unbreakable bonds


the land

Alle pendici del Vulture

On the slopes of the Vulture.

Wine is the land’s poetry, as the great Mario Soldati said. For us, there are no better words to explain the special relationship that binds us to the land and the fruit of our vineyards.

The setting of the Radino Winery is Mount Vulture, a majestic volcano, now inactive, that dominates the plateau at a height of 1300 metres. Over time, its lava has penetrated the soil that was already rich in clay, calcium, nitrogen and tuff, enriching a terroir that was already extraordinarily rare in mediterranean wine production.

The volcanic matrix of the earth, the magnificent exposure to the sun and the continental climate with large temperature fluctuations are only a few of the typical elements of this particular terroir, along with the traditions and good practices followed by vine-growing artisans when cultivating the earth.

And it is from such a typical, inimitable ecosystem that the Radino wines are created, well-rounded and captivating, with a sapid, mineral tone that makes them truly unique.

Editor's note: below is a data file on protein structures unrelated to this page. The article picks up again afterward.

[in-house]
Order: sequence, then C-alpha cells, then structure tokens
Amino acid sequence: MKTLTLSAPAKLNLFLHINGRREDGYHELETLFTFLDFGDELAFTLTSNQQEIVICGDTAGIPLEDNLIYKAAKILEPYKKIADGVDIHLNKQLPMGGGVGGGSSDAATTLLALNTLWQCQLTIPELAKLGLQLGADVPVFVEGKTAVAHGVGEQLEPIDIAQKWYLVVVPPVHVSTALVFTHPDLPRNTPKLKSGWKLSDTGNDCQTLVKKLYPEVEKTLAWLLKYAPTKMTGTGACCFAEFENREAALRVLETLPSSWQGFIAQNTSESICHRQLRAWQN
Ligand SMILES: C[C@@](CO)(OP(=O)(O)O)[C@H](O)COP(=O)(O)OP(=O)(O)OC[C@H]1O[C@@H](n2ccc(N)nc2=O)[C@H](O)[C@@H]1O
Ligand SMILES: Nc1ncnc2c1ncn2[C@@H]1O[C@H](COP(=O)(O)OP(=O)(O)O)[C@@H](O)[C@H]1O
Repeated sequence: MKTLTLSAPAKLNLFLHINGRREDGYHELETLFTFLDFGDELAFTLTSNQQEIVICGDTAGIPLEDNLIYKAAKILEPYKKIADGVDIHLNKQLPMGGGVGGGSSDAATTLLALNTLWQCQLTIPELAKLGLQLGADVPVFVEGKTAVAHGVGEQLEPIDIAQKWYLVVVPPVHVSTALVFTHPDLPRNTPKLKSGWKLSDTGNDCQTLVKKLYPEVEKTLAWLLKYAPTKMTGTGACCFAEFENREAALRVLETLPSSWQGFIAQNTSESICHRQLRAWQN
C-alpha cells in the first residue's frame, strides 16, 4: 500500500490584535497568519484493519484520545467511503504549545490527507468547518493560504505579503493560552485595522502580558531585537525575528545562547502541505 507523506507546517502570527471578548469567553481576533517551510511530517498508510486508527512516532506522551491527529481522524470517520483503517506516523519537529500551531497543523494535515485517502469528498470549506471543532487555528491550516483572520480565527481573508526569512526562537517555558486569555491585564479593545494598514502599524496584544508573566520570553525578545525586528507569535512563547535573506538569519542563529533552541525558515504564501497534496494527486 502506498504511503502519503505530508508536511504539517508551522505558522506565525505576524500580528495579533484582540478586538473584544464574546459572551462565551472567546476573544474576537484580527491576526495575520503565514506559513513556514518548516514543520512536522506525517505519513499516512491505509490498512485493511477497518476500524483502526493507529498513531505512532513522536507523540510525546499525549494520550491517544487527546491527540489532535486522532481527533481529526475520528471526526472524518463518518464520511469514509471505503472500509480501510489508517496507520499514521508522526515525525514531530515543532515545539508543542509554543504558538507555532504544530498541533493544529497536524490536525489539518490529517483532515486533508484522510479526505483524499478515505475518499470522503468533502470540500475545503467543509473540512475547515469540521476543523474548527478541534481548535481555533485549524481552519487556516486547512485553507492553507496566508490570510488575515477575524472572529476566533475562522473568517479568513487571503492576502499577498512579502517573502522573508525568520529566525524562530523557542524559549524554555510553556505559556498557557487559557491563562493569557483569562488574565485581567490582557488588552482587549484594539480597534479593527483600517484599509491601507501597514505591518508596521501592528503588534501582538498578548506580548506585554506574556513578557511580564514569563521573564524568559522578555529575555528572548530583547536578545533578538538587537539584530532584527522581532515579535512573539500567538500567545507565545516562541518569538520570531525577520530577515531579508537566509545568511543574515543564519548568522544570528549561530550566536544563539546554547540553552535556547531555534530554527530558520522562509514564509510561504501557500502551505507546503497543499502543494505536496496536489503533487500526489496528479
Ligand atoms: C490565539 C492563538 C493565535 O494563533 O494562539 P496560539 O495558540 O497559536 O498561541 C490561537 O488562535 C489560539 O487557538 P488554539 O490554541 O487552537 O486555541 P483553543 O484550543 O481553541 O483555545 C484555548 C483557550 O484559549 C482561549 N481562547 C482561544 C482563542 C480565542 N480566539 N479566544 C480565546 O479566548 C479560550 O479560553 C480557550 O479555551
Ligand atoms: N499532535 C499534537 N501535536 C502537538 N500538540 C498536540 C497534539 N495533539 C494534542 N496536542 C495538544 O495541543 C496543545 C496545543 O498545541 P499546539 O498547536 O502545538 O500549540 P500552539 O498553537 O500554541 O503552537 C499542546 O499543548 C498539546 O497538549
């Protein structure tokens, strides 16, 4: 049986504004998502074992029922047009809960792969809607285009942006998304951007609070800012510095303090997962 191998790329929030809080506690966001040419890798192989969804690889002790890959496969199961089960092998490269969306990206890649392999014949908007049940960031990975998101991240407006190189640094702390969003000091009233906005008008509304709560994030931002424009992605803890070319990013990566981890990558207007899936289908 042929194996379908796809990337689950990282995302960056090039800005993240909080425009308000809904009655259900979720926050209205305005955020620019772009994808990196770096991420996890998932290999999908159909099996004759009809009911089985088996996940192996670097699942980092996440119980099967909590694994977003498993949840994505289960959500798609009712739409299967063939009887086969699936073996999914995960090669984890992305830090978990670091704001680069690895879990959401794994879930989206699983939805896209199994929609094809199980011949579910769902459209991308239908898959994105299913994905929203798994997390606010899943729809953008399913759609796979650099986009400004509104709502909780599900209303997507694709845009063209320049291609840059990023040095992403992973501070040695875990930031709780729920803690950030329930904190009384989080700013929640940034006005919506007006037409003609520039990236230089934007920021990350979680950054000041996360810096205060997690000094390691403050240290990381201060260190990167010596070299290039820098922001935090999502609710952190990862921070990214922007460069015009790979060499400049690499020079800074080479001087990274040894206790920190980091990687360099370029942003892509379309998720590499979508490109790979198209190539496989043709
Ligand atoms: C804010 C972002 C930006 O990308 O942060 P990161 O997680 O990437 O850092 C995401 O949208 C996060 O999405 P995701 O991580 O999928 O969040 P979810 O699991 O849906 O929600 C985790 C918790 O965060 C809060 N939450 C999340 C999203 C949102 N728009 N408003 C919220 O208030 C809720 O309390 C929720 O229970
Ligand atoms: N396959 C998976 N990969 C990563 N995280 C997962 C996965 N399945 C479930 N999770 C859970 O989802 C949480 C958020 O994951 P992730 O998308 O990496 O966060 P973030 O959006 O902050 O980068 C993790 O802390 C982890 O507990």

A glass of Radino contains all the poetry of the territory of Lucania, which in only a few square kilometres contains a multitude of Italian landscapes.


Our work is guided by the principles that have led the Radino Winery from the outset: profound love for our land, the quality of the raw material, the ethics of work.


We work the earth applying the values of organic agriculture, in order to reduce as much as possible the release of residues into the subsoil, the water and the air, and protect the wonderful complexity of our ecosystem.


A Noble, Ancient Vine Variety

This is a red-graped variety that ripens late, with thick skins rich in polyphenols and tannins that bring out its austere aromatic component.

Ideal for long aging, it is finished in small oak barrels to control its strength and make it soft and velvety on the palate.

According to legend, the red honey-sweet wine offered to the cyclops Polyphemus by Odysseus in the Odyssey was Aglianico itself. It is therefore no coincidence that it is this vine variety that has found its natural habitat on the slopes of the great volcano.

Arriving in our territory in the 8th century B.C., Aglianico is a variety of ancient origin, initially named Hellenic because of its Greek origins.
Padre del Falerno, another legendary variety, would change its name to Aglianico only many centuries later, with the arrival of the Aragonese.

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